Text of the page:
Several volunteers graciously donated their time to help during the ceremony.

Photo Credit: Nick Sacco

Photo Credit: Nick Sacco

Photo Credit: Nick Sacco

Photo Credit: Nick Sacco

There are other Civil War soldiers at the cemetery whose graves were decorated as well. Lafayette Trisler was 18 years old when he enlisted in the 33rd Indiana Infantry in 1862. Tragically, he died during the war on July 21, 1863. The National Park Service’s Soldiers and Sailors database states that the 33rd was in Middle Tennessee or Tullhoma from June 23-July 7. They then moved to Guy’s Gap in Murfreesboro, Tennessee, shortly thereafter. Since his regiment wasn’t in battle, I’d assume Trisler died either from disease or a previously acquired battle wound.

The Headstone of Lafayette Trisler. Photo Credit: Nick Sacco

The Headstone of Lafayette Trisler. Photo Credit: Nick Sacco

I am glad that we as nation continue to observe Memorial Day, but I’ll be even happier when we no longer have to bury soldiers like Lafayette Trisler into the ground at such a young age. It would be great if someday we could observe Memorial Day and say something along the lines of this:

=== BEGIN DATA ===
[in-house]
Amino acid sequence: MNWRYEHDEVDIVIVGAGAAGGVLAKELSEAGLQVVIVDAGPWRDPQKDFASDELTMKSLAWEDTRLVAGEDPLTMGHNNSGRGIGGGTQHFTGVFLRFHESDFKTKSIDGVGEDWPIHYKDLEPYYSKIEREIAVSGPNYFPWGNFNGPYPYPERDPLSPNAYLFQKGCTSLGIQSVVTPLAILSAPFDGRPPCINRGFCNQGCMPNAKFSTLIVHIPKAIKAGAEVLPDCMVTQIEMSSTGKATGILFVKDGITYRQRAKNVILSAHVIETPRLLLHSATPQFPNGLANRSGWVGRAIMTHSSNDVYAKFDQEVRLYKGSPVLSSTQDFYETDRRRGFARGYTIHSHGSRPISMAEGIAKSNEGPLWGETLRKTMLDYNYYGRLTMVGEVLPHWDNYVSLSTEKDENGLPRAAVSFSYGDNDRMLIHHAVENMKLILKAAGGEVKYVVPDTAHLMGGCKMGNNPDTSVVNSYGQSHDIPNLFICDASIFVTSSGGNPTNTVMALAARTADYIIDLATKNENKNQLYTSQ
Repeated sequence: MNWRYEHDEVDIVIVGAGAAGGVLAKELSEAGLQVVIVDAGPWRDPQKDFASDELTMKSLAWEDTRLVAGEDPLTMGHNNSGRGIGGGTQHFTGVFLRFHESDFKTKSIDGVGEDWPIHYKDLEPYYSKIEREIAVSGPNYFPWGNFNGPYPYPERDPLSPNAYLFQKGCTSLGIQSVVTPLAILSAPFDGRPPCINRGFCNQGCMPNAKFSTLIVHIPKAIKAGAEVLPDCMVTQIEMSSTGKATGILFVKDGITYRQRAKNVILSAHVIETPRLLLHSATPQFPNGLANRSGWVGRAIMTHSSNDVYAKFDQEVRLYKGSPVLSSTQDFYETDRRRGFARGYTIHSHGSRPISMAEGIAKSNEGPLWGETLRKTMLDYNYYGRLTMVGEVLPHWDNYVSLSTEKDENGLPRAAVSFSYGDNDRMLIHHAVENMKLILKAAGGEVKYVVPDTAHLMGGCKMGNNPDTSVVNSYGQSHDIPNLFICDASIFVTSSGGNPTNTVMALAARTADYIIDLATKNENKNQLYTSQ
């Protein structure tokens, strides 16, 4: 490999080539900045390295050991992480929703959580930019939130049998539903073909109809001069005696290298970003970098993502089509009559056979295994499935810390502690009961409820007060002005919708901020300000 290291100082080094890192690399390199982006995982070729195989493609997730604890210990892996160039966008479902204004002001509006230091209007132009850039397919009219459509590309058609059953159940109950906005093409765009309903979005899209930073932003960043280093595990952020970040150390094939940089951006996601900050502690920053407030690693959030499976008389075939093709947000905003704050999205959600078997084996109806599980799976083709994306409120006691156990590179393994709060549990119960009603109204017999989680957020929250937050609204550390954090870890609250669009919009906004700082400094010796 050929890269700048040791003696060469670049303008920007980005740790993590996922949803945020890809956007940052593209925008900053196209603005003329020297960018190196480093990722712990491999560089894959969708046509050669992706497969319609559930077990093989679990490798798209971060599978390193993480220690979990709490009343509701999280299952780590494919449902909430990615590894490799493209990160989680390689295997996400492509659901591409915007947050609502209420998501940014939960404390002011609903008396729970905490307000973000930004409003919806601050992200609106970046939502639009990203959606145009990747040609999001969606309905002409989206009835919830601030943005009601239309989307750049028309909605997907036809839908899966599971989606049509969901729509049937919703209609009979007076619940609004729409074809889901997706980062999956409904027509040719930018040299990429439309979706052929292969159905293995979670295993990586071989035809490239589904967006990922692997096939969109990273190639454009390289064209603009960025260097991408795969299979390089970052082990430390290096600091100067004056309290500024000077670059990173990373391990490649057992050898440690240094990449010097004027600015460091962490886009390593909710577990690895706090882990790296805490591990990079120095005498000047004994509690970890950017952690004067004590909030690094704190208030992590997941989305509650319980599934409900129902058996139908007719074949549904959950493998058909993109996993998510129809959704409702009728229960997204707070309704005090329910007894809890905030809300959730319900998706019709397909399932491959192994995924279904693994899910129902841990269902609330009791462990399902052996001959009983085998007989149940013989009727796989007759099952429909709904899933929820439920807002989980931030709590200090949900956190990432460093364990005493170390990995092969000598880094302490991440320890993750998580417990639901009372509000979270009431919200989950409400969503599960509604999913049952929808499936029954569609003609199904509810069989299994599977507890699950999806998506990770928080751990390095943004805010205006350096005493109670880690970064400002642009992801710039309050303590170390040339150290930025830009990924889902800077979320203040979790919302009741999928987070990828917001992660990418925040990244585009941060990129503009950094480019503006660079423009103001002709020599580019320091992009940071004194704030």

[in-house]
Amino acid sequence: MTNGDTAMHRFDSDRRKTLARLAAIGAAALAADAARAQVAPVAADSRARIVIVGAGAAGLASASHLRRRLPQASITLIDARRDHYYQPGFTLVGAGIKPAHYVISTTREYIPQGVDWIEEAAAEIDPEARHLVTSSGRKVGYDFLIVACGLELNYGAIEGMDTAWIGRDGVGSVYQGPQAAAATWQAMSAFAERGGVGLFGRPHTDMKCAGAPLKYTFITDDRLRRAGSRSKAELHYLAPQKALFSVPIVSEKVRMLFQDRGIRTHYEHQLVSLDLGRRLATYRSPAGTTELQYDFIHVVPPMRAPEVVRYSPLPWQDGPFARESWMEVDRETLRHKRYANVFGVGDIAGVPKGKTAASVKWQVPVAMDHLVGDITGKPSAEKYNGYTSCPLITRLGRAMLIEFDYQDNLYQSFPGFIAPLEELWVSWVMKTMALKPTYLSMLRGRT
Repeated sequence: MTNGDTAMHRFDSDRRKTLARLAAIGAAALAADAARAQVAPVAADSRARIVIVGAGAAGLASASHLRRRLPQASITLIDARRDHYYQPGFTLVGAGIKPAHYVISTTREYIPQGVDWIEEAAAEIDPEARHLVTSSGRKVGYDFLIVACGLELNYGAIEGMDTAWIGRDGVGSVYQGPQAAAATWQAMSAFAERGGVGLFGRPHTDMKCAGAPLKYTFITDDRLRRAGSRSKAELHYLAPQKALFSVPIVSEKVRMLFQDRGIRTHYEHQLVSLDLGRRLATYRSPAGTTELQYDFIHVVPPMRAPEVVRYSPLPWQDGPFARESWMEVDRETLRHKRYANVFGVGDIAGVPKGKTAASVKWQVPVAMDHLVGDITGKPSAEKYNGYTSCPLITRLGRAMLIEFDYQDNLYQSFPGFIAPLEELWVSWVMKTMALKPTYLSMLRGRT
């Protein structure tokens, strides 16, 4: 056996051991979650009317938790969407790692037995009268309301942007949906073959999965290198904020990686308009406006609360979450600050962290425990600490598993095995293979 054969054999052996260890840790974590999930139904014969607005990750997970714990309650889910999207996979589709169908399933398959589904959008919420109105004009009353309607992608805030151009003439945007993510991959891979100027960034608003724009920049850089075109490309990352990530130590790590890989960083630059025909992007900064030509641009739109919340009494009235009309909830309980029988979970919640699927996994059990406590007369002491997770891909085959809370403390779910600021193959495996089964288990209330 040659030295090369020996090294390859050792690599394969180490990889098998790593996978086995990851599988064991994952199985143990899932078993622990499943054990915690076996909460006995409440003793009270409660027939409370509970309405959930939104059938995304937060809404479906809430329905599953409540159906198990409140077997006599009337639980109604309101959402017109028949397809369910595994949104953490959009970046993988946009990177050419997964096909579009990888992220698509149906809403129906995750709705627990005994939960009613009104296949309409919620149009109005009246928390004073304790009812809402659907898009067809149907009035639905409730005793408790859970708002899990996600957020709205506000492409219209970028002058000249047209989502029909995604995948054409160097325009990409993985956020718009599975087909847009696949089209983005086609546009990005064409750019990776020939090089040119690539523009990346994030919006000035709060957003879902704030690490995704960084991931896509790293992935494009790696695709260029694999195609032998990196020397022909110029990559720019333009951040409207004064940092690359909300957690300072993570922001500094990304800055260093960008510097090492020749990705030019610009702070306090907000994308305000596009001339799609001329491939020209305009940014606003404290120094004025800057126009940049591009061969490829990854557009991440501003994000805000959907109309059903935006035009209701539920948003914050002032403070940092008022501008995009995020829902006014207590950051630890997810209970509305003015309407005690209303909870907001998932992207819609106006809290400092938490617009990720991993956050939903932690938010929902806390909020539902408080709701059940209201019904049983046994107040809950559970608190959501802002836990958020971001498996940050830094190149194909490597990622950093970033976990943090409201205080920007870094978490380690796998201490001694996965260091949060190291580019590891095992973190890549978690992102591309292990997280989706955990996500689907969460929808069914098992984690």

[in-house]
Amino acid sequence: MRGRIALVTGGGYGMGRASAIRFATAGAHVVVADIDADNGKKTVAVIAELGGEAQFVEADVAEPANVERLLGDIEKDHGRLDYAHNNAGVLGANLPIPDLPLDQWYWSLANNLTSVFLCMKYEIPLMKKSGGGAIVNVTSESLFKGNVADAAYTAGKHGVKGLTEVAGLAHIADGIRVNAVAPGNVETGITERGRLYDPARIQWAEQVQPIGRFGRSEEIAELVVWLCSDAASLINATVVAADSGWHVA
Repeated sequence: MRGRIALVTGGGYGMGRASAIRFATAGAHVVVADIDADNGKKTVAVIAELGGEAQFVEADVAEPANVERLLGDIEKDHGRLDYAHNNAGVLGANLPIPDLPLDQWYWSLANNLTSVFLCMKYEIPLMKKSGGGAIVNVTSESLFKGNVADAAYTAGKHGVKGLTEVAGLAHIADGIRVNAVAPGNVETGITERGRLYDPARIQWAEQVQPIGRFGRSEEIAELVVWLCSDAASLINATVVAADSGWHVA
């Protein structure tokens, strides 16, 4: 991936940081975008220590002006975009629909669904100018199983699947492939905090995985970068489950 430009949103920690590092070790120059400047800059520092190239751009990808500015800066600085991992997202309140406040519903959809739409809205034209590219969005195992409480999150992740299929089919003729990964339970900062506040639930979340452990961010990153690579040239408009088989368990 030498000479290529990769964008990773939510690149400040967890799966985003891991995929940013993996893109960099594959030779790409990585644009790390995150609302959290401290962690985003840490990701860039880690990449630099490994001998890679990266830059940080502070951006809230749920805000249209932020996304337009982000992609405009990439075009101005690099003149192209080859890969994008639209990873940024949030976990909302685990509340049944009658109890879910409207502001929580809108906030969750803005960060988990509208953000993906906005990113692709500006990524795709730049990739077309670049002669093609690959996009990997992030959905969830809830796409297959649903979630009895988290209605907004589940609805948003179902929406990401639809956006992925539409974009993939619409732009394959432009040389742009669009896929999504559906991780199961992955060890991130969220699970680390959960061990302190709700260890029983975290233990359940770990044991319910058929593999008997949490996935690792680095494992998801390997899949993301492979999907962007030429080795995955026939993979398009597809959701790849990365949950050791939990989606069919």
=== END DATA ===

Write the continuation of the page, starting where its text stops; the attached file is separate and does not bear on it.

“We are here to honor those who fought and died for our country from 1775-2013. Their sacrifices have given us a loving, peaceful nation today that is no longer in the throes of war and a shining example to the rest of the world. For that, we give our dead our eternal gratitude.”

I can dream.

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5 responses

  1. Margaret Newman | Reply

    I’m a docent for the Chicago Architecture Foundation and lead a tour that includes the Chicago Cultural Center which has a hall dedicated to the G.A.R. The Cultural Center has a deep history with the GAR. One fellow docent told me that all military who served in the “Civil War” eventually were recognized as members of the GAR. Another docent was appalled at this inaccuracy. I thought that the truth was somewhere between the two extremes and it seems that this is so. How can I succintly express that to my tour-goers?

    Thanks for this really interesting blog!

    1. Hi Margaret,

      Thanks for the comment! When you refer to “all military” that served in the Civil War, I’m assuming you mean Union and Confederate soldiers? To answer that question, no, the GAR never recognized all Civil War veterans as members of the GAR, especially former Confederates. A GAR almanac from 1880 cogently states that “no person shall be eligible to membership who has at any time borne arms against the United States.” http://books.google.com/books?id=E40-AAAAYAAJ&printsec=frontcover&source=gbs_ge_summary_r&cad=0#v=onepage&q=membership&f=false